• Hot Button Issue of the Year: Feminism.
    Every year, we pick a new cause to make ourselves feel particularly important and well-informed. When I first started college, that cause was environmentalism, as everyone began to concern themselves with global warming. However, as the years wore on, more and more people stopped biking to classes and bringing recyclable bags to the grocery store. In 2014, everyone became a feminist. Many of us were feminists to begin with, but now it was especially in vogue to post Jezebel articles about slut-shaming, body-shaming, and every other kind of shaming imaginable. My personal favorite articles were those that accused certain celebrities of being or not being feminists. When Shailene Woodley (mentioned later in this article) announced that she was not a feminist, the Internet nearly broke. I’d like to think that many of the feminists that emerged in 2014 will continue to defend women’s rights in 2015 and beyond, but the cynical part of me fears that feminism has become just as much of a trend for the sake of being a trend as anything else.
  • TV Show of the Year: Orange is the New Black.tumblr_mr3p0tsiSl1sdc0bvo1_250
    When Season 2 of the Netflix original came out in 2014, social media exploded with posts about the show and the binge-watching that went along with it.  This show received tons of award nominations in the months to come, and will be bringing much of its well-earned popularity with it into the year 2015.
  • Actress of the Year: Shailene Woodley.
    Oh, Shailene, you strange forest nymph/child of the moon. Shailene Woodley, who was known for a few of her roles prior to 2014, suddenly went from pretty-but-unmemorable-unwed-teen-mother-on-television to quirky-nature-loving-movie-star. The young actress had several major movie roles this year, but was even more known for her interesting interviews and homemade remedies for everything imaginable.
  • Actor of the Year: Chris Pratt.
    After getting in shape for Guardians of the Galaxy, Chris Pratt was not only the lovable goofball from Parks and Recreation, but also a total stud. His bodacious new bod, coupled with his funny quotes and infectious smile, made him 2014’s most likable heartthrob.
  • 675d8cc18205907f363667eae27740d6Clothing Trend of the Year: Crop Tops & Dresses.
    Back in the late 1990s and early 2000s, girls aimed to show off their belly-buttons. Crop tops and cropped dresses have emerged in 2014 (popularized by Taylor Swift and other celebrities), this time showing off the upper ribcage but leaving the navel to the imagination. I’m not sure if this will ever be a trend I decide to follow, but if I ever do get that six-pack I pray for every year, this trend will at least help me reveal part of it to the world.

What trends and events do you think everyone will remember from 2014?

Sound off in the comments below!

The Weekend Five: TV Crossovers That Need to Happen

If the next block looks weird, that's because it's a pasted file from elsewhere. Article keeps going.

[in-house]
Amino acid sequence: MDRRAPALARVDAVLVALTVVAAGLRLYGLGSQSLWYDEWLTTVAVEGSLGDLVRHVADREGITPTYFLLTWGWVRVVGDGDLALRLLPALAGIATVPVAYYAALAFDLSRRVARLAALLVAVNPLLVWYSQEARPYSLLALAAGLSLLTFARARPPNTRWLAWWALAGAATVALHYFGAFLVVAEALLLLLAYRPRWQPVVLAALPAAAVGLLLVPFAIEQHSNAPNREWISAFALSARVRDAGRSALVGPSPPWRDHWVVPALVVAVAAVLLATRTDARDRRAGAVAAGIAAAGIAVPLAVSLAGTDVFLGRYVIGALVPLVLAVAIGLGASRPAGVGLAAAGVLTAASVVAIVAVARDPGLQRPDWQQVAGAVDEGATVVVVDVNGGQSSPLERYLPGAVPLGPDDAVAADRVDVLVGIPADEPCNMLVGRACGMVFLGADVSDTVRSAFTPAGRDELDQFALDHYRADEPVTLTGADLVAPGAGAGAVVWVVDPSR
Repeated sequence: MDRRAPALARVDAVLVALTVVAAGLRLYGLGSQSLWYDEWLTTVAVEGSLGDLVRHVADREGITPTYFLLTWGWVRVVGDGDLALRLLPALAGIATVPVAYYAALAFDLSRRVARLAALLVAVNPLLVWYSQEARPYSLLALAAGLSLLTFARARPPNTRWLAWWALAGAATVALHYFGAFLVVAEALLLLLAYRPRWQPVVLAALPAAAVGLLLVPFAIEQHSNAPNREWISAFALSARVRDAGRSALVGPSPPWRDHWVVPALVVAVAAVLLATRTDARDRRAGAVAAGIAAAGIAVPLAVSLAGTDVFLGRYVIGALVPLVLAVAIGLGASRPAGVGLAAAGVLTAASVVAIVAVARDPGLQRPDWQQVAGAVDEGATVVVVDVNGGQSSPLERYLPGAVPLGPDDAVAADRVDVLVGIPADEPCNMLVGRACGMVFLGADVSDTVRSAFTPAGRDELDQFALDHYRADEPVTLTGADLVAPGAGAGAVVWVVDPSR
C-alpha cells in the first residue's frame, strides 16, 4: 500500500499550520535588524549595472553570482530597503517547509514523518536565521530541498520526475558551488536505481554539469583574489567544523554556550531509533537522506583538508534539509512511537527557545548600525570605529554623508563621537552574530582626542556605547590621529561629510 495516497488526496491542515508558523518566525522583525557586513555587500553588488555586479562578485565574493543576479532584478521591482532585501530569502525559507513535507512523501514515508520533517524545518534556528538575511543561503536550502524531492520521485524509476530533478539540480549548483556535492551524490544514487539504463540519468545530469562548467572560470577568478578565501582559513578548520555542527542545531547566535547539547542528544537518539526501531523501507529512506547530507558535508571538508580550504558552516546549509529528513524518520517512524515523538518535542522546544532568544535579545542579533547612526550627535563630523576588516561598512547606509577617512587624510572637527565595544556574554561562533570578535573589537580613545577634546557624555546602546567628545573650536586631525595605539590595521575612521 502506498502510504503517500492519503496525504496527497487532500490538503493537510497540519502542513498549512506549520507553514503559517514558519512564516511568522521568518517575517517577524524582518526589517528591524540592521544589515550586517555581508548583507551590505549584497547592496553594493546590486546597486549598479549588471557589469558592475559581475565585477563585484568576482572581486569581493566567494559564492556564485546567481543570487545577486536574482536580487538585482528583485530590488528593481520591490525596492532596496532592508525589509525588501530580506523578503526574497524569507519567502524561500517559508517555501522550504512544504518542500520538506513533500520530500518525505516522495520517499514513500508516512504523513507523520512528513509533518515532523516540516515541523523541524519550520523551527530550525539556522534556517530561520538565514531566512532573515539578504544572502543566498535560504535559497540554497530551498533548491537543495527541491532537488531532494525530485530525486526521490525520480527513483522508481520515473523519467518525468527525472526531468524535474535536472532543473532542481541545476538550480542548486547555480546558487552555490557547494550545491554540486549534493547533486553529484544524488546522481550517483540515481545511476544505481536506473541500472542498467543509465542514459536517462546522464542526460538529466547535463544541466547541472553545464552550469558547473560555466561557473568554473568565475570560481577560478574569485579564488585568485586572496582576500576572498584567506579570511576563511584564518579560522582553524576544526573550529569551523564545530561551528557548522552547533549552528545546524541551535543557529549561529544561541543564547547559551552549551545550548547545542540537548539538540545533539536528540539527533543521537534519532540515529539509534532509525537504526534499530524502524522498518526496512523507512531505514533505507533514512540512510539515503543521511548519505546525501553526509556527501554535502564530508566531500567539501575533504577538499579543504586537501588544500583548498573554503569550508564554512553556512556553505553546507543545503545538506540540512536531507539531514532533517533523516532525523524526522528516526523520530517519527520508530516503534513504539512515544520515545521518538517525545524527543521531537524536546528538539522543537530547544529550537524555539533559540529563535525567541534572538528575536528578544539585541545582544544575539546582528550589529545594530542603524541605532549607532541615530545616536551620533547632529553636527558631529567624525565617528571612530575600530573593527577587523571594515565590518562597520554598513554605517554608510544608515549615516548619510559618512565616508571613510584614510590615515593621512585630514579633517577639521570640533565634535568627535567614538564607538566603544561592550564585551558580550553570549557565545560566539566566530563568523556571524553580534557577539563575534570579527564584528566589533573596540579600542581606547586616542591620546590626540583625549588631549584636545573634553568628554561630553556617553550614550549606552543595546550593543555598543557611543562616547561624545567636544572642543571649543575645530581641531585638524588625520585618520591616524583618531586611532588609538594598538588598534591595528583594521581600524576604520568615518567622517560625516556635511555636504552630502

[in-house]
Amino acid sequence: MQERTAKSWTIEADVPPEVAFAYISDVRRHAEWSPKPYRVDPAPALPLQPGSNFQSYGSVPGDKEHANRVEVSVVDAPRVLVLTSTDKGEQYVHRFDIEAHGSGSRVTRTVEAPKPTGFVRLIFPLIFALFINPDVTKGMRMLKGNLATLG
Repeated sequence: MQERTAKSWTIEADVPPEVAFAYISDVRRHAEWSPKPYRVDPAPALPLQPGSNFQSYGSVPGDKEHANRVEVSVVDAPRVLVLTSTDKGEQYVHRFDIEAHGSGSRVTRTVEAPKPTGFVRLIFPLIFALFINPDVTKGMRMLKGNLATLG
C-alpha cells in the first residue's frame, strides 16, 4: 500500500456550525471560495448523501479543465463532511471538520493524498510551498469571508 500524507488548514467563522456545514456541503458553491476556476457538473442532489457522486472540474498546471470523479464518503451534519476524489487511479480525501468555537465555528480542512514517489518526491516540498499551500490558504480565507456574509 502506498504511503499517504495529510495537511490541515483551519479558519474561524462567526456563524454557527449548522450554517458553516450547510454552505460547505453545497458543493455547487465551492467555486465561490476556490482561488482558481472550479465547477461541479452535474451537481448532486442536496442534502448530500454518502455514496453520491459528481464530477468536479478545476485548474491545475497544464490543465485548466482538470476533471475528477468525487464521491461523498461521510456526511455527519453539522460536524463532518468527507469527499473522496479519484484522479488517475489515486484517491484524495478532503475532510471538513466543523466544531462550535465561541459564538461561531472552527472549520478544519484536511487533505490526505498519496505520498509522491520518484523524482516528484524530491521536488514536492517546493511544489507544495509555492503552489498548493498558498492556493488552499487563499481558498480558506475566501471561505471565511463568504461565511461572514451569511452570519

82705raven_01Because I’m a fan of so many TV shows, you’d think I would love crossover episodes. After all, wouldn’t it be awesome to see some of my favorite characters from two or more TV shows, duking it out on one set? Sadly enough, I’ve never seen a crossover episode that I really enjoyed. (I am hoping that the Family Guy/The Simpsons crossover this fall will change that!)

To remedy this horrible problem, I took it upon myself to create five brand new TV shows that involve character crossovers. These shows range from comedy to drama to reality, and will hopefully make the work a lot easier for the writers, as the episodes practically write themselves! Sit back and relax with a bowl of your most buttery popcorn as we flip through these five amazing TV show crossovers.

The Weekend Five: TV Crossovers That Need to Happen

1. That’s So Raymond (That’s So Raven + Everybody Loves Raymond).
Sports writer Ray Barone (Ray Romano on Everybody Loves Raymond) finds himself teaching journalism classes at a San Francisco high school, until one day he begins having visions of the future. His long lost cousin, Raven Baxter (That’s So Raven) teaches him how to harness his psychic powers, but the two get into plenty of costumed hijinks along the way. The show features Raymond’s nagging wife Debra, several sassy catchphrases (“That’s so Raymond!”), and Ray Romano’s glorious Muppet voice.


1994b04a592e32d67f6d1c08f81e88d02. Boy Meets Girls (Boy Meets World + Girls).
Cory Matthews (not yet married to Topanga, with whom he is currently on a break) and the guys from Boy Meets World decide that New York is the perfect place to spend their twenties. They move into the apartment across from Hannah Horvath and Marnie Michaels (Lena Dunham and Allison Williams on Girls). Cory finds himself fascinated by the younger, fast-talking Shoshanna, while Shawn falls for troublesome Jessa, whose past may be darker than his own. Meanwhile, as part of her quarter-life crisis, Marnie hooks up with the ambitionless Eric Matthews, much to her own chagrin. The show features clever commentary on the millennial generation, Shoshanna’s bizarre hairstyles, Skype dates with Mr. Feeny, and a lot of Lena Dunham nudity.


3. America’s Next Top Teen Mom (America’s Next Top Model + Teen Mom).
Tyra is always looking for a new spin for her competitive modeling TV show. Why not add MTV’s famous teen mothers into the mix? The young contestants are judged based on their smize, the number of weaves they can wear in one episode, their ability to text and drive, and how well they deal with their baby daddies. The show features lots of tears, a weekly discussion about the contestants’ “realness,” a screaming Tyra Banks, and Jenelle Evans’ hot lawyer.